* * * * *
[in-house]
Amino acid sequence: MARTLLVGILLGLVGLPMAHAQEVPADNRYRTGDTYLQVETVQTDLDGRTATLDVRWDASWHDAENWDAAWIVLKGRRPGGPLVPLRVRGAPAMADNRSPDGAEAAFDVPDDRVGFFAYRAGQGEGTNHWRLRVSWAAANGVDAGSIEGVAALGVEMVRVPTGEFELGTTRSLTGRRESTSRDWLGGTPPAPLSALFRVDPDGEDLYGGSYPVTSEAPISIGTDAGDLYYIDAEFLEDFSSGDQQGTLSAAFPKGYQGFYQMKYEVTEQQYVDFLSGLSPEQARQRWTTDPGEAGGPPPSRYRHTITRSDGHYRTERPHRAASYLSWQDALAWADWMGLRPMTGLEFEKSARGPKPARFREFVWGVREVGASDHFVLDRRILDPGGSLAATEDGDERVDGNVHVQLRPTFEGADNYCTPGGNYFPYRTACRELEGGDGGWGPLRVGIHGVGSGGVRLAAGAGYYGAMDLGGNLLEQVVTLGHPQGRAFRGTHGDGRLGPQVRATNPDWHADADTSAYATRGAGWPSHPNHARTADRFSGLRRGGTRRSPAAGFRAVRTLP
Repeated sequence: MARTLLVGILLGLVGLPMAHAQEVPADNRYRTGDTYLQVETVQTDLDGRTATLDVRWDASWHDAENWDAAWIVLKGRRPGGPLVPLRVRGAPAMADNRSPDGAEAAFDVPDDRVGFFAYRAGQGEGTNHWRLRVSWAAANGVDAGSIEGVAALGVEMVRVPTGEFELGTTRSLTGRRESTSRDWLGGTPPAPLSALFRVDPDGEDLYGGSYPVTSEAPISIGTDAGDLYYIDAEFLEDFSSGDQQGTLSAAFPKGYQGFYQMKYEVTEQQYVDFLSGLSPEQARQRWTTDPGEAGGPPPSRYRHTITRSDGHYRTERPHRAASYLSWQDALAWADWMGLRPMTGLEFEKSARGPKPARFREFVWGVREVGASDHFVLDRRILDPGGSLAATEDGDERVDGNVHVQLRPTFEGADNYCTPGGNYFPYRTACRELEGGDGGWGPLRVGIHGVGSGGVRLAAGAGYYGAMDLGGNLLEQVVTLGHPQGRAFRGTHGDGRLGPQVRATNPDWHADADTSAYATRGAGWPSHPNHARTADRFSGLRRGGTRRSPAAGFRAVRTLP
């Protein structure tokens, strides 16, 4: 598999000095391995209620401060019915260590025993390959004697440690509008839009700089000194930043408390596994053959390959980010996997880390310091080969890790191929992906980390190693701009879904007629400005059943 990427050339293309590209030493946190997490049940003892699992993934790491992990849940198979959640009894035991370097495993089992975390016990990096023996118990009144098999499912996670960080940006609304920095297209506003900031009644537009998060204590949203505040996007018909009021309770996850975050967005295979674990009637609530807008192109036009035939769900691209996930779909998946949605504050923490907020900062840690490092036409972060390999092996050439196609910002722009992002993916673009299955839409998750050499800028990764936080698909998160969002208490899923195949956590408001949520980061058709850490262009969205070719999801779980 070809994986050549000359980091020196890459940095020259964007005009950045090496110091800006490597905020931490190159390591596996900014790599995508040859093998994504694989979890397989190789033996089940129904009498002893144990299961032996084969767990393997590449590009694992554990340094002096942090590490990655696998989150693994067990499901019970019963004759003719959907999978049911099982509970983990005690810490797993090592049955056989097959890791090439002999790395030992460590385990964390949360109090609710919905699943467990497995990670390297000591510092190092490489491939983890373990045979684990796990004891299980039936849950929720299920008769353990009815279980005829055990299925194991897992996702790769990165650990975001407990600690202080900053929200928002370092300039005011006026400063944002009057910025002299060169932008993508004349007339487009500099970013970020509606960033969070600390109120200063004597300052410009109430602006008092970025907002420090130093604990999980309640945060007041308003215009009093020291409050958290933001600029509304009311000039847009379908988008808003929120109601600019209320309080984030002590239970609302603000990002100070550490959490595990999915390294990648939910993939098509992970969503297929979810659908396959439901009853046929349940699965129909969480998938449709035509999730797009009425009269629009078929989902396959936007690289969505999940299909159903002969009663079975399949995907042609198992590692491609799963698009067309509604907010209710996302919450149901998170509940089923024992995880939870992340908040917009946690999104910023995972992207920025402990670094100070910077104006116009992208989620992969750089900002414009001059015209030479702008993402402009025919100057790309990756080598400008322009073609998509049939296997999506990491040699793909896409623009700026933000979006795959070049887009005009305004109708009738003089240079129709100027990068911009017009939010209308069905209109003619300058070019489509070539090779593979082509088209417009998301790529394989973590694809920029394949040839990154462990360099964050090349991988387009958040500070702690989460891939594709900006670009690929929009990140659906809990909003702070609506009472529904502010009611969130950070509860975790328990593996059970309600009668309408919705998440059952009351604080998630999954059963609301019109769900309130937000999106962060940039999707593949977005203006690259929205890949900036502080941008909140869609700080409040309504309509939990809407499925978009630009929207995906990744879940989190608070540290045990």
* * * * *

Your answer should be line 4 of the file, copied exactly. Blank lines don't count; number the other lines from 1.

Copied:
């Protein structure tokens, strides 16, 4: 598999000095391995209620401060019915260590025993390959004697440690509008839009700089000194930043408390596994053959390959980010996997880390310091080969890790191929992906980390190693701009879904007629400005059943 990427050339293309590209030493946190997490049940003892699992993934790491992990849940198979959640009894035991370097495993089992975390016990990096023996118990009144098999499912996670960080940006609304920095297209506003900031009644537009998060204590949203505040996007018909009021309770996850975050967005295979674990009637609530807008192109036009035939769900691209996930779909998946949605504050923490907020900062840690490092036409972060390999092996050439196609910002722009992002993916673009299955839409998750050499800028990764936080698909998160969002208490899923195949956590408001949520980061058709850490262009969205070719999801779980 070809994986050549000359980091020196890459940095020259964007005009950045090496110091800006490597905020931490190159390591596996900014790599995508040859093998994504694989979890397989190789033996089940129904009498002893144990299961032996084969767990393997590449590009694992554990340094002096942090590490990655696998989150693994067990499901019970019963004759003719959907999978049911099982509970983990005690810490797993090592049955056989097959890791090439002999790395030992460590385990964390949360109090609710919905699943467990497995990670390297000591510092190092490489491939983890373990045979684990796990004891299980039936849950929720299920008769353990009815279980005829055990299925194991897992996702790769990165650990975001407990600690202080900053929200928002370092300039005011006026400063944002009057910025002299060169932008993508004349007339487009500099970013970020509606960033969070600390109120200063004597300052410009109430602006008092970025907002420090130093604990999980309640945060007041308003215009009093020291409050958290933001600029509304009311000039847009379908988008808003929120109601600019209320309080984030002590239970609302603000990002100070550490959490595990999915390294990648939910993939098509992970969503297929979810659908396959439901009853046929349940699965129909969480998938449709035509999730797009009425009269629009078929989902396959936007690289969505999940299909159903002969009663079975399949995907042609198992590692491609799963698009067309509604907010209710996302919450149901998170509940089923024992995880939870992340908040917009946690999104910023995972992207920025402990670094100070910077104006116009992208989620992969750089900002414009001059015209030479702008993402402009025919100057790309990756080598400008322009073609998509049939296997999506990491040699793909896409623009700026933000979006795959070049887009005009305004109708009738003089240079129709100027990068911009017009939010209308069905209109003619300058070019489509070539090779593979082509088209417009998301790529394989973590694809920029394949040839990154462990360099964050090349991988387009958040500070702690989460891939594709900006670009690929929009990140659906809990909003702070609506009472529904502010009611969130950070509860975790328990593996059970309600009668309408919705998440059952009351604080998630999954059963609301019109769900309130937000999106962060940039999707593949977005203006690259929205890949900036502080941008909140869609700080409040309504309509939990809407499925978009630009929207995906990744879940989190608070540290045990």